How to deploy PyTorch Lightning models to production

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By Caleb Kaiser, Cortex Labs

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Looking on the machine learning panorama, one of many main tendencies is the proliferation of initiatives centered on making use of software program engineering rules to machine learning. Cortex, for instance, recreates the expertise of deploying serverless capabilities, however with inference pipelines. DVC, equally, implements trendy model management and CI/CD pipelines, however for ML.

PyTorch Lightning has an analogous philosophy, solely utilized to coaching. The frameworks supplies a Python wrapper for PyTorch that lets data scientists and engineers write clear, manageable, and performant coaching code.

As individuals who constructed an total deployment platform partly as a result of we hated writing boilerplate, we’re big followers of PyTorch Lightning. In that spirit, I’ve put collectively this information to deploying PyTorch Lightning models to production. In the method, we’re going to take a look at just a few totally different choices for exporting PyTorch Lightning models for inclusion in your inference pipelines.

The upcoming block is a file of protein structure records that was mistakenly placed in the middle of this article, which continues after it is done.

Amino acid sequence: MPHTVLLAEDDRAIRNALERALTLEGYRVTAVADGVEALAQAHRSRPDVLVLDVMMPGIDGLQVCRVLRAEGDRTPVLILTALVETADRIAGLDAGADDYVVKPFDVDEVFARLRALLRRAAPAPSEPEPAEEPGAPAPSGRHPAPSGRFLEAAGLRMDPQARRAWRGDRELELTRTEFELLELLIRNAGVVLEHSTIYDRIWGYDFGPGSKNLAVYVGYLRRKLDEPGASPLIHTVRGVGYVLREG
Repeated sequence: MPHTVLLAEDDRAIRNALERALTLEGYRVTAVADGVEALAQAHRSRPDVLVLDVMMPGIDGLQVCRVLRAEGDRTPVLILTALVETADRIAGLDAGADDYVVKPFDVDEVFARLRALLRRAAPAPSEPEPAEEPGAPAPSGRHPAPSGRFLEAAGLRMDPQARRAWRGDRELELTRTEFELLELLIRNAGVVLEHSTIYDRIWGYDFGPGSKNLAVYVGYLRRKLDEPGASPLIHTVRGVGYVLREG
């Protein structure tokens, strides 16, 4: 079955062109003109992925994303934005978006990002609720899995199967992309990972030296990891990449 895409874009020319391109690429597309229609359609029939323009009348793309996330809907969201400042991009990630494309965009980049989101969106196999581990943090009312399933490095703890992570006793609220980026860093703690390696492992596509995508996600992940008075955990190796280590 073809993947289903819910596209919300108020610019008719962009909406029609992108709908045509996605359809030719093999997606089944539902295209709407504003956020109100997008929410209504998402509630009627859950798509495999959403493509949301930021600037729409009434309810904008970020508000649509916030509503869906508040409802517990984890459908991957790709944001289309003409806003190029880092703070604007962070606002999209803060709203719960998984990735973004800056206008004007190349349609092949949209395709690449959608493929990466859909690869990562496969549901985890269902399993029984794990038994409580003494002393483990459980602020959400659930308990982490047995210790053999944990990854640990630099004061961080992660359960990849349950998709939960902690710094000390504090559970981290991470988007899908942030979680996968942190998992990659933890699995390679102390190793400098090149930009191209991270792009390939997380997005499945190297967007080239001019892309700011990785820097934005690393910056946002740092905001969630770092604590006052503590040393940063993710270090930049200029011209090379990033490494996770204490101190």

Every method to deploy a PyTorch Lightning mannequin for inference

 
There are 3 ways to export a PyTorch Lightning mannequin for serving:

  • Saving the mannequin as a PyTorch checkpoint
  • Converting the mannequin to ONNX
  • Exporting the mannequin to Torchscript

We can serve all three with Cortex.

 

1. Package and deploy PyTorch Lightning modules instantly

 
Starting with the only method, let’s deploy a PyTorch Lightning mannequin with none conversion steps.

The PyTorch Lightning Trainer, a category which abstracts boilerplate coaching code (suppose coaching and validation steps), has a builtin save_checkpoint() operate which is able to save your mannequin as a .ckpt file. To save your mannequin as a checkpoint, merely add this code to your coaching script:

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Source: Author

 

Now, earlier than we get into serving this checkpoint, it’s necessary to be aware that whereas I preserve saying “PyTorch Lightning model,” PyTorch Lightning is a wrapper round PyTorch — the challenge’s README actually says “PyTorch Lightning is just organized PyTorch.” The exported mannequin, due to this fact, is a standard PyTorch mannequin, and could be served accordingly.